And then the bubble popped.
Too many people had bought too much real estate all at once and the bad mortgages began to add up. It was not the first housing crisis ever to strike the nation, but it turned out to be the worst. Nobody could afford the steep prices to live or vacation in the city anymore. The businesses that had already rented space to operate in the city didn’t even bother to show up and open their doors, trying to cut their losses with the knowledge that nobody would be there to buy anything anyway. The grand opening was cancelled, the raffle was called off, and the city never received any name. No sooner had the sounds of hammers and drills and welders’ tools ceased than the city found itself condemned to an unending and almost unnatural quiet. Not even when the economy bounced back yet again did anybody want to move there. After all, who would want to live in an empty city with no operating businesses?
But as it turned out, there were a few people who were interested in living in the city. Not tourists, not high rollers, not patrons, but loners, people who preferred life off the grid. The empty city was not entirely empty. A few small groups of squatters inhabited the upper floors of the enormous hotels, like birds living in the canopy of a concrete jungle. These people gave the city the closest thing it ever had to a name, calling it the Hollow City. Their presence was unlawful, but nobody much cared enough to muster the authorities and kick them out. They came for a variety of reasons, but common to all of them was the desire to escape conventional life. They lived off of crops grown on the lofty rooftops and small livestock raised in the vacant rooms. Because they couldn’t live out of any one building and required access to the sun to grow food they needed ways to get from rooftop to rooftop without descending all the way down to the ground just to ascend back up again. They studied old urban running techniques to make their way from one building to the next quickly and easily. Running became a way of life for them, an indispensable part of their culture.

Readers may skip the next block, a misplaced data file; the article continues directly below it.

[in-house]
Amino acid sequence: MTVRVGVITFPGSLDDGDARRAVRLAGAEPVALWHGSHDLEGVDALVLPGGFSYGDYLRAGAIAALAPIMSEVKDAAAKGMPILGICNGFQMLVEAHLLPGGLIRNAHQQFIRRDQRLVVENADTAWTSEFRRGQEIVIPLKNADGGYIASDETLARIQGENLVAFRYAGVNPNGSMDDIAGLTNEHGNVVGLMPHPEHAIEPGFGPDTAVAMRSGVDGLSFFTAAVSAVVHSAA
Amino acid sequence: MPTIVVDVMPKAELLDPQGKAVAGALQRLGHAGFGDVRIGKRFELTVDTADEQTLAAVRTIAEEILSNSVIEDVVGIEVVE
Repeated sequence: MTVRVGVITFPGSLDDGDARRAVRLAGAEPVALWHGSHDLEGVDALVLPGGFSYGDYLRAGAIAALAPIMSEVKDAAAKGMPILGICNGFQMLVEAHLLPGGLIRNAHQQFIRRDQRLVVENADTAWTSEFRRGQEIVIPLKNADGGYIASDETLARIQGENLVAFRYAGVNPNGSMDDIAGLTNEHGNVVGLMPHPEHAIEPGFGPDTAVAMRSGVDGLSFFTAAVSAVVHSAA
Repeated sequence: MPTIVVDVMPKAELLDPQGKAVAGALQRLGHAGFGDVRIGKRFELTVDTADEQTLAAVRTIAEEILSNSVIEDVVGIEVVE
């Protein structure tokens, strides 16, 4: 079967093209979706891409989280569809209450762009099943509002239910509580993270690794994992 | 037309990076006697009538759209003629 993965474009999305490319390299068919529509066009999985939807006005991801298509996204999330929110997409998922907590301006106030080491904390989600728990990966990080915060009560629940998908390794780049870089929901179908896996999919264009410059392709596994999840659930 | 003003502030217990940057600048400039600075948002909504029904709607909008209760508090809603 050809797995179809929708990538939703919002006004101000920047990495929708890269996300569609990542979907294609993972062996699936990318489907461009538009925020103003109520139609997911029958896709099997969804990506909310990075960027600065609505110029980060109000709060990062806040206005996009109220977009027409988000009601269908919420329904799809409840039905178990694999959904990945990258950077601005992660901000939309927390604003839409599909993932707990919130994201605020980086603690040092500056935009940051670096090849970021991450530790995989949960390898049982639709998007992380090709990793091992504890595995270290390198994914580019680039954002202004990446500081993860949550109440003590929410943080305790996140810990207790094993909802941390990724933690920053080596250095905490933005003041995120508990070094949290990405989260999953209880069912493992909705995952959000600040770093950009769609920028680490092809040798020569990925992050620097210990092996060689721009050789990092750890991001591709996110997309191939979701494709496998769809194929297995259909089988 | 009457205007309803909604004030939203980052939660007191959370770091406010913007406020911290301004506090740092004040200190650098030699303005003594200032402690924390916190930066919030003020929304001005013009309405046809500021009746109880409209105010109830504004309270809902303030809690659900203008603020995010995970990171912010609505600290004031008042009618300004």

Sometimes groups would feud over disagreements, and occasionally these disagreements would become violent. After one too many people met their untimely demise having been thrown off a building, elders from all the squatter groups got together and settled on a new way to solve disputes. They would put the running techniques they had learned to the test, setting teams of runners from each of the feuding parties against each other in a race and using the city as an obstacle course. The stakes would be agreed upon in advance, and the loser would submit to the terms of the winner. If they didn’t, every other group would descend upon them at once and destroy them. With this agreement the very first skyliners were born, elite runners from each of the squatter communities who would represent their own group and run for territory, resources, and honor.
However, a few small colonies of squatters does not a city population make, and the lion’s share of the vast megalopolis still had never been occupied by a human soul. Any newcomer who may have walked through its empty streets might have felt a slight prickling on the back of their neck, or a spontaneous shudder running up their spine. There was something off about the place, something almost sinister. After all, a city wants to be lived in. A city wants to hear the sound of voices and feel the pounding of feet. A city wants to smell the scent of food cooking in the stands, taste the wine spilled from the unsteady hands of giddy lovers, and see the works of art, commissioned or unsolicited, painted on its walls. A city wants to live. A city which has known all these things and been abandoned may look back on its fond memories and accept its death without regrets, but a city whose senses have never received that stimulation? A city born dead? That is a thing which should not exist.
And when something should not exist, who knows what dark forces might begin to stir within it?